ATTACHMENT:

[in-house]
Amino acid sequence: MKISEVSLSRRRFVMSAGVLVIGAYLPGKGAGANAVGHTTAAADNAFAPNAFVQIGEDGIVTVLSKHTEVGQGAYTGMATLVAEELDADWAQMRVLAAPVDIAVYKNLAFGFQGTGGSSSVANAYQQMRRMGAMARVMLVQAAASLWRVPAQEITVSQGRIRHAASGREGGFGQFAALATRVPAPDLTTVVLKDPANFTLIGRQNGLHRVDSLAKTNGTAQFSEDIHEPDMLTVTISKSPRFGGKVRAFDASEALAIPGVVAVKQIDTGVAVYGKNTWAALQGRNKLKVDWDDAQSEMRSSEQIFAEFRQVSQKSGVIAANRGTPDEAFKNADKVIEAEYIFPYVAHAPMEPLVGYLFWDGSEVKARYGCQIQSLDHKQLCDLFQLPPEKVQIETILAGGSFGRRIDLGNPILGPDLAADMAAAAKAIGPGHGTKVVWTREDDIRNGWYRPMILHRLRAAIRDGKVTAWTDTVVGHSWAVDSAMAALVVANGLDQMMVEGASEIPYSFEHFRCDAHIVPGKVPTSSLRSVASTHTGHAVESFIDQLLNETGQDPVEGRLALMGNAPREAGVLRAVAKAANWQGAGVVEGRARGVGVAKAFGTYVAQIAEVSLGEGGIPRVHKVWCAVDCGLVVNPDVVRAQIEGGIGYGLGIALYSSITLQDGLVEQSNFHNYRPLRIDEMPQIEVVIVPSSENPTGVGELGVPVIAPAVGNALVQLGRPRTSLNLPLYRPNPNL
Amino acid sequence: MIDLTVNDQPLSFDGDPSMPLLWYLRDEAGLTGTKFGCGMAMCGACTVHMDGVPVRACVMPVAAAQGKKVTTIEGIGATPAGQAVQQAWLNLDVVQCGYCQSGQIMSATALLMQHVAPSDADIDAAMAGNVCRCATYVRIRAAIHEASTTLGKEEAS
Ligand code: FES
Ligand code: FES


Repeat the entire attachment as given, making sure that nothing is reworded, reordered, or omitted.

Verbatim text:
[in-house]
Amino acid sequence: MKISEVSLSRRRFVMSAGVLVIGAYLPGKGAGANAVGHTTAAADNAFAPNAFVQIGEDGIVTVLSKHTEVGQGAYTGMATLVAEELDADWAQMRVLAAPVDIAVYKNLAFGFQGTGGSSSVANAYQQMRRMGAMARVMLVQAAASLWRVPAQEITVSQGRIRHAASGREGGFGQFAALATRVPAPDLTTVVLKDPANFTLIGRQNGLHRVDSLAKTNGTAQFSEDIHEPDMLTVTISKSPRFGGKVRAFDASEALAIPGVVAVKQIDTGVAVYGKNTWAALQGRNKLKVDWDDAQSEMRSSEQIFAEFRQVSQKSGVIAANRGTPDEAFKNADKVIEAEYIFPYVAHAPMEPLVGYLFWDGSEVKARYGCQIQSLDHKQLCDLFQLPPEKVQIETILAGGSFGRRIDLGNPILGPDLAADMAAAAKAIGPGHGTKVVWTREDDIRNGWYRPMILHRLRAAIRDGKVTAWTDTVVGHSWAVDSAMAALVVANGLDQMMVEGASEIPYSFEHFRCDAHIVPGKVPTSSLRSVASTHTGHAVESFIDQLLNETGQDPVEGRLALMGNAPREAGVLRAVAKAANWQGAGVVEGRARGVGVAKAFGTYVAQIAEVSLGEGGIPRVHKVWCAVDCGLVVNPDVVRAQIEGGIGYGLGIALYSSITLQDGLVEQSNFHNYRPLRIDEMPQIEVVIVPSSENPTGVGELGVPVIAPAVGNALVQLGRPRTSLNLPLYRPNPNL
Amino acid sequence: MIDLTVNDQPLSFDGDPSMPLLWYLRDEAGLTGTKFGCGMAMCGACTVHMDGVPVRACVMPVAAAQGKKVTTIEGIGATPAGQAVQQAWLNLDVVQCGYCQSGQIMSATALLMQHVAPSDADIDAAMAGNVCRCATYVRIRAAIHEASTTLGKEEAS
Ligand code: FES
Ligand code: FES